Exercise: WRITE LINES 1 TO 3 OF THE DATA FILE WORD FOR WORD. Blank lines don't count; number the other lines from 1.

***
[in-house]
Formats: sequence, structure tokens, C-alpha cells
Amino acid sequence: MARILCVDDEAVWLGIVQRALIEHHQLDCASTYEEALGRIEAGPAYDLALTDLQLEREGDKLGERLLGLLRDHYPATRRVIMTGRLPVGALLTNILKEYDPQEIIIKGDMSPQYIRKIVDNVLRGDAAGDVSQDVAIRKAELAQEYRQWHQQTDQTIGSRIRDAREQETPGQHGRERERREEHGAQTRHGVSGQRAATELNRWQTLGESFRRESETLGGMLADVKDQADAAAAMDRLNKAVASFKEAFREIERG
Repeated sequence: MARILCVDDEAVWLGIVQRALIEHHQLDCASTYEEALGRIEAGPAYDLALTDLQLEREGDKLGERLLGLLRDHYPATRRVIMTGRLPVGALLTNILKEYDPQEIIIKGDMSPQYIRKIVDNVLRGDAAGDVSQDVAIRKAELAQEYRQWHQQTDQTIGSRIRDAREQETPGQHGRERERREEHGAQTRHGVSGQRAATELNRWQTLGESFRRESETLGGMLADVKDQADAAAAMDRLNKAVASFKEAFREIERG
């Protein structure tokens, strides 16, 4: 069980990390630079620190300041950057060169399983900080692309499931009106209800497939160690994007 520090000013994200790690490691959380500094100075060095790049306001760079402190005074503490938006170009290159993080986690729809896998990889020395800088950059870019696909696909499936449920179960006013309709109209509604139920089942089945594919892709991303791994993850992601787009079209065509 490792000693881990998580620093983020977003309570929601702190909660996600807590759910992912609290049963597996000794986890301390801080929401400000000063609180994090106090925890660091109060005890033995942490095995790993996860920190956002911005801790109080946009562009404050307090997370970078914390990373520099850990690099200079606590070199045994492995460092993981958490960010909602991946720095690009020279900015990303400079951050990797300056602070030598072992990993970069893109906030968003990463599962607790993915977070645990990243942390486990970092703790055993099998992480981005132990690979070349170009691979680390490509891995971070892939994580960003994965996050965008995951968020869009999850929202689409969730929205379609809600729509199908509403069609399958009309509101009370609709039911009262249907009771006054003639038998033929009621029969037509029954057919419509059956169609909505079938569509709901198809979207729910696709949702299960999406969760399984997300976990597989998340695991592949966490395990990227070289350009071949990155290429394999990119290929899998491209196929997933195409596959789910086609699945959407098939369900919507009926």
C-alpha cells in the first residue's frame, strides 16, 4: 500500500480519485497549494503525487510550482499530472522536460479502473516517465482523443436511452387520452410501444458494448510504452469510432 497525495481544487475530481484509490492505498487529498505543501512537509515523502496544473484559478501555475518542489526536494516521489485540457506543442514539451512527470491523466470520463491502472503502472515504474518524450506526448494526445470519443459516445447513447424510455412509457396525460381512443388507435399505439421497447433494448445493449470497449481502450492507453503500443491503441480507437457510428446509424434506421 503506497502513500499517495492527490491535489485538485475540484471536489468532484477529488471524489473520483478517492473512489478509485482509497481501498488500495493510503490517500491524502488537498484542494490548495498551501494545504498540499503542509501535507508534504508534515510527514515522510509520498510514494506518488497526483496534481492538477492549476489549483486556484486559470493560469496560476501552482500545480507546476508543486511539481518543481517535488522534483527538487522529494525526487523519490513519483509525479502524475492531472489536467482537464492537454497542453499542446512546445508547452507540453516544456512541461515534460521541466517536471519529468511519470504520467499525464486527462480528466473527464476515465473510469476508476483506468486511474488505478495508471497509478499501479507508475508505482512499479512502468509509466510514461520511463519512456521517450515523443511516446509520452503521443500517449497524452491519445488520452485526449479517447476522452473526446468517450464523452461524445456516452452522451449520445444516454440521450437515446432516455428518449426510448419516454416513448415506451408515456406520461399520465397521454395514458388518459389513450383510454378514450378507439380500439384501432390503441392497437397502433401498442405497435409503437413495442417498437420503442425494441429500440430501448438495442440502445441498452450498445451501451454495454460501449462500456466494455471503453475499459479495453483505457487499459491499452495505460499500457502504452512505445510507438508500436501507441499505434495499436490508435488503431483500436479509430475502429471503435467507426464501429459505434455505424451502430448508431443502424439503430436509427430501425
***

[in-house]
Formats: sequence, structure tokens, C-alpha cells
Amino acid sequence: MARILCVDDEAVWLGIVQRALIEHHQLDCASTYEEALGRIEAGPAYDLALTDLQLEREGDKLGERLLGLLRDHYPATRRVIMTGRLPVGALLTNILKEYDPQEIIIKGDMSPQYIRKIVDNVLRGDAAGDVSQDVAIRKAELAQEYRQWHQQTDQTIGSRIRDAREQETPGQHGRERERREEHGAQTRHGVSGQRAATELNRWQTLGESFRRESETLGGMLADVKDQADAAAAMDRLNKAVASFKEAFREIERG